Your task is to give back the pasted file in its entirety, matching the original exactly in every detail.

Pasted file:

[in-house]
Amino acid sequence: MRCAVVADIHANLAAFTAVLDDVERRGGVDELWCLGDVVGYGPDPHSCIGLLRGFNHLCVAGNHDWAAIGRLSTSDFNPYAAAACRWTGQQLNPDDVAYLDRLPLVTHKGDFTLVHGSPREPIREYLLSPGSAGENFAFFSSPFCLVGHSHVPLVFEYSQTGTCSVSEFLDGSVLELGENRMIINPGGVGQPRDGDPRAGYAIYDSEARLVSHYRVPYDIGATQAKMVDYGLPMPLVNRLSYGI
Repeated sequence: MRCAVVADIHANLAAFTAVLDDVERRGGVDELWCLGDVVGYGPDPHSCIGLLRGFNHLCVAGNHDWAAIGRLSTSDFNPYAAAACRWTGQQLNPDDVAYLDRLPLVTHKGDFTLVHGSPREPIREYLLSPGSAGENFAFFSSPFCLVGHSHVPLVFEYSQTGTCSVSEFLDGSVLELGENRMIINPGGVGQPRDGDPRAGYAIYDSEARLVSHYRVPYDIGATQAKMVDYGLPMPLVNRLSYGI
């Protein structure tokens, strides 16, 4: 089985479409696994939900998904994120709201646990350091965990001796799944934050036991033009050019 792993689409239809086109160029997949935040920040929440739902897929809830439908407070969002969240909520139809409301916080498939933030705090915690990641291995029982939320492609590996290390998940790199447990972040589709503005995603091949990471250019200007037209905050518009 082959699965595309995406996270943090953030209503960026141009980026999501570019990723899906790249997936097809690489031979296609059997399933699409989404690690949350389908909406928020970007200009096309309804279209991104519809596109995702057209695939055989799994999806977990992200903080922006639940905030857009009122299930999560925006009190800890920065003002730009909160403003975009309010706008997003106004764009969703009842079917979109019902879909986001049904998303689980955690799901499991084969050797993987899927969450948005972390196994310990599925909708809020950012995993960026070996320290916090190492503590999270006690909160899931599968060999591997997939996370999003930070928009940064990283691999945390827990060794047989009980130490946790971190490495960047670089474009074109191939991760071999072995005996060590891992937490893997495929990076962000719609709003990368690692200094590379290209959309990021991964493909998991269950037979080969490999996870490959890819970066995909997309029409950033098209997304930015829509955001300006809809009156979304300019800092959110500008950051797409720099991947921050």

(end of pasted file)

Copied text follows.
[in-house]
Amino acid sequence: MRCAVVADIHANLAAFTAVLDDVERRGGVDELWCLGDVVGYGPDPHSCIGLLRGFNHLCVAGNHDWAAIGRLSTSDFNPYAAAACRWTGQQLNPDDVAYLDRLPLVTHKGDFTLVHGSPREPIREYLLSPGSAGENFAFFSSPFCLVGHSHVPLVFEYSQTGTCSVSEFLDGSVLELGENRMIINPGGVGQPRDGDPRAGYAIYDSEARLVSHYRVPYDIGATQAKMVDYGLPMPLVNRLSYGI
Repeated sequence: MRCAVVADIHANLAAFTAVLDDVERRGGVDELWCLGDVVGYGPDPHSCIGLLRGFNHLCVAGNHDWAAIGRLSTSDFNPYAAAACRWTGQQLNPDDVAYLDRLPLVTHKGDFTLVHGSPREPIREYLLSPGSAGENFAFFSSPFCLVGHSHVPLVFEYSQTGTCSVSEFLDGSVLELGENRMIINPGGVGQPRDGDPRAGYAIYDSEARLVSHYRVPYDIGATQAKMVDYGLPMPLVNRLSYGI
């Protein structure tokens, strides 16, 4: 089985479409696994939900998904994120709201646990350091965990001796799944934050036991033009050019 792993689409239809086109160029997949935040920040929440739902897929809830439908407070969002969240909520139809409301916080498939933030705090915690990641291995029982939320492609590996290390998940790199447990972040589709503005995603091949990471250019200007037209905050518009 082959699965595309995406996270943090953030209503960026141009980026999501570019990723899906790249997936097809690489031979296609059997399933699409989404690690949350389908909406928020970007200009096309309804279209991104519809596109995702057209695939055989799994999806977990992200903080922006639940905030857009009122299930999560925006009190800890920065003002730009909160403003975009309010706008997003106004764009969703009842079917979109019902879909986001049904998303689980955690799901499991084969050797993987899927969450948005972390196994310990599925909708809020950012995993960026070996320290916090190492503590999270006690909160899931599968060999591997997939996370999003930070928009940064990283691999945390827990060794047989009980130490946790971190490495960047670089474009074109191939991760071999072995005996060590891992937490893997495929990076962000719609709003990368690692200094590379290209959309990021991964493909998991269950037979080969490999996870490959890819970066995909997309029409950033098209997304930015829509955001300006809809009156979304300019800092959110500008950051797409720099991947921050």